Min-till arguments are unconvincing

30 November 2001

Spot on establishment gives crops flying start

The ultra-early sowing gamble for winter cereals on

farmers weeklys Berwickshire barometer farm really

seems to have paid off. Andrew Blake reports

STARTING drilling earlier than ever, with wheat on Sept 2, Les Anderson had everything sown as planned at West Morriston Farm, Earlston, by Oct 13, before heavy rain set in.

"We have some cracking looking crops, so I am just enjoying what we have done."

Keen not to sound smug, he says the decision to continue ploughing and drilling immediately after oilseed rape sowing was clearly the right one. "Some people round here were even drilling wheat in August. Others, who held back, are probably regretting it.

"Normally by the time we finish sowing barley at the end of September, we have about 200ha of wheat still to drill. This time we had just a couple of fields to do."

Bearing in mind harvest and autumn workloads he resisted the temptation to sow more. "Besides we already have our home-saved spring barley seed."

His concern that the oilseed rape might be too far advanced after the exceptionally mild autumn remains. "It is still horribly forward. But I defy any pigeon to land in it, and I would far rather have it that way than just a few plants here and there."

For Les Anderson, plough and combination drilling is the best establishment method.

Barley ear sprays cut autumn disease

THE apparent knock-on effect of ear fungicides on winter barley is very clear, says Mr Anderson.

"Even though it has been so mild and the barley has never stopped growing, there is very little disease on it. Often we have to spray for autumn mildew, and by now I would have expected the crops to have been riddled with it."

SAC Scottish Agronomy experience suggests this could be the impact of a June spray of Amistar/ Unix (azoxystrobin/cyprodinil) at 0.5 litres/ha and 0.4kg/ha on diseases normally carried over in trash.

"Huw Phillips says barley alongside straw stacks from treated crops and even plants on those stacks are still clean."

Cleavers extra clout

For the second year running Katamaran (metazachlor + quinmerac) has been used as the main oilseed rape herbicide. "We are trying to deal with cleavers as hard as we can, because they can be very difficult to clean out," says Mr Anderson.

"We have also used a bit of Falcon on the headrigs to take out volunteer cereals. But compared with cleaning cleavers, removing barley from oilseed rape is easy. The rape simply slips through our 4mm sieve."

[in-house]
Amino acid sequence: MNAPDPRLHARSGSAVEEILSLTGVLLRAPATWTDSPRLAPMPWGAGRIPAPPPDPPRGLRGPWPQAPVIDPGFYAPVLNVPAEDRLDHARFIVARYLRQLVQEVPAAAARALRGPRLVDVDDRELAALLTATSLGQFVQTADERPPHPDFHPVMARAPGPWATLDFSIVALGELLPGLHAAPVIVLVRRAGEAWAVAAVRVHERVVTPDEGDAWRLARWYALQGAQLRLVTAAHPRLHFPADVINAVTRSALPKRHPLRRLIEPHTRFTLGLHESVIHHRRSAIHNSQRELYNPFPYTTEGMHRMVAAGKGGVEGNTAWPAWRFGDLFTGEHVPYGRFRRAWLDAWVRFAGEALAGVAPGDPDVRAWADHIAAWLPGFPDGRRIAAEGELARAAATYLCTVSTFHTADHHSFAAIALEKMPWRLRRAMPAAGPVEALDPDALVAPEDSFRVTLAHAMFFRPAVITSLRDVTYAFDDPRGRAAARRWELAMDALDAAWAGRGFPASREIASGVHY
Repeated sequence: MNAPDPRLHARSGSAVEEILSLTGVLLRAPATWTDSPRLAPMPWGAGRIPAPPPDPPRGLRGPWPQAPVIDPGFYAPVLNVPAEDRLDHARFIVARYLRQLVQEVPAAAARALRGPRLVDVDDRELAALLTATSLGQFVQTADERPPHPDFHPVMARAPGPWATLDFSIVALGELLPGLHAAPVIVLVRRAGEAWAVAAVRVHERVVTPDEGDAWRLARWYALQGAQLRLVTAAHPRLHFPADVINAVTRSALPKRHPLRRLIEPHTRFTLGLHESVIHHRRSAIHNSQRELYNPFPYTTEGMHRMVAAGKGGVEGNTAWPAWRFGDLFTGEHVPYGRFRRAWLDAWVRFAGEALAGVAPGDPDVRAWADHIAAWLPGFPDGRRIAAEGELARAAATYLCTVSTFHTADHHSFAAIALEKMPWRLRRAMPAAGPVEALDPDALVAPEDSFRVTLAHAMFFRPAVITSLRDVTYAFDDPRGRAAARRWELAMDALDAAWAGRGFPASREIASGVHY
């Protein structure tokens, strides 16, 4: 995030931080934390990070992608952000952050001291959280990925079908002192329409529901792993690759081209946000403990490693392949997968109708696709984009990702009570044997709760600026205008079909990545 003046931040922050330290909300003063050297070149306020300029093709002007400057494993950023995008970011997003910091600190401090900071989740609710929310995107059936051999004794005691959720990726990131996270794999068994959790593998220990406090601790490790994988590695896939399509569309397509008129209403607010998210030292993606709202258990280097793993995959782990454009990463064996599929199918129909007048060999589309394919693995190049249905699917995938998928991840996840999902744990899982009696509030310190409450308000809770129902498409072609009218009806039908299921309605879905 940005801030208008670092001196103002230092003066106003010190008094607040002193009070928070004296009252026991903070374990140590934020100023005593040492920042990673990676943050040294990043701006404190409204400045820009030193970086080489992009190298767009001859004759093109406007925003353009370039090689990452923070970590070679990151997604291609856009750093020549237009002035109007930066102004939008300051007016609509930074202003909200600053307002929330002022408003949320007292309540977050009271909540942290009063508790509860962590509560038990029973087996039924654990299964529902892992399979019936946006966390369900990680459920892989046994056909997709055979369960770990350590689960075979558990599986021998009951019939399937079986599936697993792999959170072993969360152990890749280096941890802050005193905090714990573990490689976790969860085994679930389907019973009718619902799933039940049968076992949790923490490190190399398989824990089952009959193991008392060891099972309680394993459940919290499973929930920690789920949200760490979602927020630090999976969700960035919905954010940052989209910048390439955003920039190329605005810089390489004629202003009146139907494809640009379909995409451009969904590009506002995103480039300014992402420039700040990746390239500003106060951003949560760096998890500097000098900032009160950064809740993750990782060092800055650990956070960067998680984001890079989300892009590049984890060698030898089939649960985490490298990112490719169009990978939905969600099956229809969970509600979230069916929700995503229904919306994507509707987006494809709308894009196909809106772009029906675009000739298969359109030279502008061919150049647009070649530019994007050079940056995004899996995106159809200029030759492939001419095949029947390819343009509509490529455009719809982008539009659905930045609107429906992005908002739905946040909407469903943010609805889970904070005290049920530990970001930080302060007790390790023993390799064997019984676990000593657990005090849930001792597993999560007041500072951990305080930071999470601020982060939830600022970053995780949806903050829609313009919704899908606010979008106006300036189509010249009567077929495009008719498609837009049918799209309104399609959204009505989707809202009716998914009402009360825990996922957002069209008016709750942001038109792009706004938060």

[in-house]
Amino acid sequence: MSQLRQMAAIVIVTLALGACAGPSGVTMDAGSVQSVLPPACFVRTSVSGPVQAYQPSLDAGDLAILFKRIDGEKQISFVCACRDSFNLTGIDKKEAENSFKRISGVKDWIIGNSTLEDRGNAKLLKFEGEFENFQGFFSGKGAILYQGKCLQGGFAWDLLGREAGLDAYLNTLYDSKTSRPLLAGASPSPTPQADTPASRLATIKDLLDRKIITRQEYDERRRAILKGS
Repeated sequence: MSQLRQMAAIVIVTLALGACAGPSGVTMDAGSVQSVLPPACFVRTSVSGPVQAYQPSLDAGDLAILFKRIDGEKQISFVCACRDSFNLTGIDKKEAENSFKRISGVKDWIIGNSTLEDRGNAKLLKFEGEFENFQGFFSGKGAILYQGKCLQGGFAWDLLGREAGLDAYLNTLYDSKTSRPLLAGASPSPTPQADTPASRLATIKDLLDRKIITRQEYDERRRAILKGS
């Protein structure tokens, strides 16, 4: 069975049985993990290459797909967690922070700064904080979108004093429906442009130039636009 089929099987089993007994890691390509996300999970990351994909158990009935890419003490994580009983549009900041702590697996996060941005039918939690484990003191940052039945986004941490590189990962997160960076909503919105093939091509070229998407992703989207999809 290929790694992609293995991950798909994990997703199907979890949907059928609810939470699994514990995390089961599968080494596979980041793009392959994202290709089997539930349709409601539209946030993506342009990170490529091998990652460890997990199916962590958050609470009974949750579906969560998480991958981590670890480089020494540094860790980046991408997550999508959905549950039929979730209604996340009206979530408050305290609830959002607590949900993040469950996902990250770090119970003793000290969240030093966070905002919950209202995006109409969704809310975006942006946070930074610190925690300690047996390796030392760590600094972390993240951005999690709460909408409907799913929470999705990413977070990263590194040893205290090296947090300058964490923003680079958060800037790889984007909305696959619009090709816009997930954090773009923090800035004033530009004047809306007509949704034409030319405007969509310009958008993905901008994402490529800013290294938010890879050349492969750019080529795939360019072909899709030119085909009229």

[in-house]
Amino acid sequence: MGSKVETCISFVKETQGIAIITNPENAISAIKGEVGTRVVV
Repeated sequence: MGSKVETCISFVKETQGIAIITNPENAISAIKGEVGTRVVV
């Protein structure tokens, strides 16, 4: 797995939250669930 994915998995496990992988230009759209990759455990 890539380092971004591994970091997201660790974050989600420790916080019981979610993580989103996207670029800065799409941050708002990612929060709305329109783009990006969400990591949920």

In the absence of blackgrass there is little need to change the cereal policy based on mixtures of Panther with isoproturon, with all sprays including an anti-BYDV treatment to be on the safe side, he says. "At only £1.40/ha extra it does not break the bank."

Min-till arguments are unconvincing

DEMONSTRATIONS of several alternatives to the farms plough and combination drill approach have failed to convince Mr Anderson that he needs to adopt a min-till system.

"We have reviewed our policy, and we will be looking hard at getting a new plough, but we certainly wont be going min-till." Trial organisations suggest many northern soil types, including those at West Morriston, are inherently unsuited to the technique, he says.

"One of the sales pitches is that your yields may drop a bit for the first three years, but then come up again to more than they were before.

"I simply cannot see that we could be getting any higher yields by changing, and I am not prepared to accept three years of lower output to find out.

"Our wheat yields this year averaged 3.4t/acre – our highest ever, despite the awful start and wet spring."

One option being considered is to change to a combination drill with disc instead of Suffolk coulters, he says. That would increase overall flexibility and perhaps allow cheaper seed-beds to be produced by discing.

The argument that reduced tillage means lower costs is unconvincing. "Quite a lot has been done round here, but many people are having to spend extra money on nitrogen to get their crops to move. And on one oilseed rape trial comparing it alongside ploughing you could see the runch after the min-till to a line."

Vying to provide the new plough are Kuhn, Kverneland and Lemken. "We have tried conventional and slatted mouldboards, but have yet to decide which to go for. Besides, with everyone buying min-till I should get a good deal."

Drill replacement, if deemed necessary, lies between another Kuhn and the Lemken Solitaire. "They are very similar machines." &#42

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